REVIEW: Nokia Asha 2010

REVIEW: Nokia Asha 2010

The recently released Nokia Asha 210 provides a smartphone option for those who want a physical QWERTY keyboard and do not want to fork out more than US$100. The new model improves on the Asha 201 and 205 at an affordable price.

Bandwidth Blog’s Theunis Jansen van Rensburg explores the good and the bad of the low-end smartphone.

Are you one of those people that love their QWERTY keyboards and don’t need a massively expensive smartphone that has one? This device might be for you, then. While the Nokia Asha 210 isn’t perfect, it certainly is a very compelling buy for people in this price bracket. Let’s find out why.

Announced last year, the Nokia Asha 210 offers the basics of what you’d expect from a modern mobile phone, in a package that is easy on your wallet. It is very similar to the Asha 201 and Asha 205, but with better specs.

Here are the specs it offers:

  • 2 megapixel camera with 4x digital zoom
  • Video camera, 176×144 pixels, 10 frames per second
  • Display: TFT, 240 x 320 pixels (2.4 inches)
  • Music Player with Audio Equalizer
  • FM radio
  • MP3 ringtones
  • Connectivity: Wi-Fi, Bluetooth 2.1 with Enhanced Data Rate, micro-USB 2.0, 3.5mm audio jack
  • Memory: 32MB RAM plus microSD card slot (up to 32GB supported)
  • Battery: 1200mAh

The phone is quite boxy, but sits well in the hand and is easy to use, even if you have rather large hands. The buttons on the QWERTY keyboard are of great quality and is pretty ‘clicky’ and fast to master. The space bar doubles as an on/off Wi-Fi switch upon long press, and the symbol key on its left does the same for Bluetooth, which is very useful.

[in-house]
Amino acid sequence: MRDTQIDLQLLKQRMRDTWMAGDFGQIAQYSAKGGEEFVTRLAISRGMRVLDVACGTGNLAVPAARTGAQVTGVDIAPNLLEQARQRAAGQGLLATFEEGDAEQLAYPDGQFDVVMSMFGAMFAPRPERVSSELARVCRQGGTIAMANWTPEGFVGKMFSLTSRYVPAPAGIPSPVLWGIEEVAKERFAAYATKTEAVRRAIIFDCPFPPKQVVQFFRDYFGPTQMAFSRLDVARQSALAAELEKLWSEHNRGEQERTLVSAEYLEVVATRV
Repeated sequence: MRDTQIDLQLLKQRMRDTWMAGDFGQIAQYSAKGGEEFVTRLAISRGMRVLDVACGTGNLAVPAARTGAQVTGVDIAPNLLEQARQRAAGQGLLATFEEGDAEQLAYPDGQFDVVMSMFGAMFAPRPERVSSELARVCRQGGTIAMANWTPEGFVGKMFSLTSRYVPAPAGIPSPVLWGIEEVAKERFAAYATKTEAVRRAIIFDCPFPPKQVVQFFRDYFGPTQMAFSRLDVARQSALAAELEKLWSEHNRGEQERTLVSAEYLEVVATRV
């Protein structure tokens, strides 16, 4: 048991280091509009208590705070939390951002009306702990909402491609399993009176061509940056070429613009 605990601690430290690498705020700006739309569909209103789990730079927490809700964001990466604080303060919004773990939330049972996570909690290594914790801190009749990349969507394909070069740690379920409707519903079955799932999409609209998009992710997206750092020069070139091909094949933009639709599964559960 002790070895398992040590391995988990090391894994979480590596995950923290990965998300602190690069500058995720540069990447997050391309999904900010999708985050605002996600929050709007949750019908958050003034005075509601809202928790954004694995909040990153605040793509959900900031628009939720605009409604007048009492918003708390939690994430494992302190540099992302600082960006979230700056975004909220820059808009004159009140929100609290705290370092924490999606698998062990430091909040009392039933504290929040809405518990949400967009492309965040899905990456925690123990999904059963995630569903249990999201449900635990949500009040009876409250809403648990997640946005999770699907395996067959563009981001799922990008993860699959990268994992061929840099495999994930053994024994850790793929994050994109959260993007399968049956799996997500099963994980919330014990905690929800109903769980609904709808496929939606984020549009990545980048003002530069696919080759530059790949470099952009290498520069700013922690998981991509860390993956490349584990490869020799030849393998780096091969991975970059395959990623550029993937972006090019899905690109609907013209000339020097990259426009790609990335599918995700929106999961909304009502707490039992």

Build quality is very solid, and I’m pretty sure this little phone can survive quite a lot of drops and falls. You won’t notice any cracks or creaks in the casing and materials used don’t feel cheap at all. The glossy parts around the screen are pretty harsh on oily hands, with fingerprints easily visible

You’ll also notice two shortcut keys, one with a prominent Facebook, which as you can guess, is a dedicated Facebook key that opens up the Facebook app for you to immediately update your status and so forth. In select markets like India, this will be replaced with a button featuring the WhatsApp logo instead, for quick access to the free messaging service.

A basic 2.4” 320×240 pixels screen is what Nokia has chosen for the Asha 210, and its 169ppi density makes the new Series 40 UI appear somewhat pixelated, even from some distance. There’s a camera here, but it’s one of the most basic kinds possible, capturing grainy images at 2 megapixel resolution and some jagged video too.

The Asha 210 feels pretty slow with a basic ARM11 processor of undisclosed frequency, and just 32 MB of RAM. Going in and out of apps or simply strolling through menus takes quite a bit for modern standards.

The new Series 40 UI on the device doesn’t differ much from what we have seen before. Nokia is selling the 210 as a social and messaging powerhouse that would be suitable for the first phone of your teen, and WhatsApp as well as Facebook shortcuts are prominently placed on the homescreen. The WhatsApp application lets you quickly attach a photo from the gallery and shoot to your group on the fly.

This basically encapsulates what this phone is all about. It’s in messaging that the Asha 210 performs best. The QWERTY keyboard with a dedicated Facebook key comes into its own, even though the small display and old-style user interface work against the user. With email and instant messaging (Twitter, WhatsApp, and Facebook) easily available, and a native Facebook app, this is really a very good phone for teenagers or anyone who messages more than anything else on their phone.

Coming in at around R1 000, we can definitely recommend the device if you don’t need a powerful smartphone. This feature phone does everything it means to do well and in terms of social interaction and messaging, it is truly unmatched in its segment.

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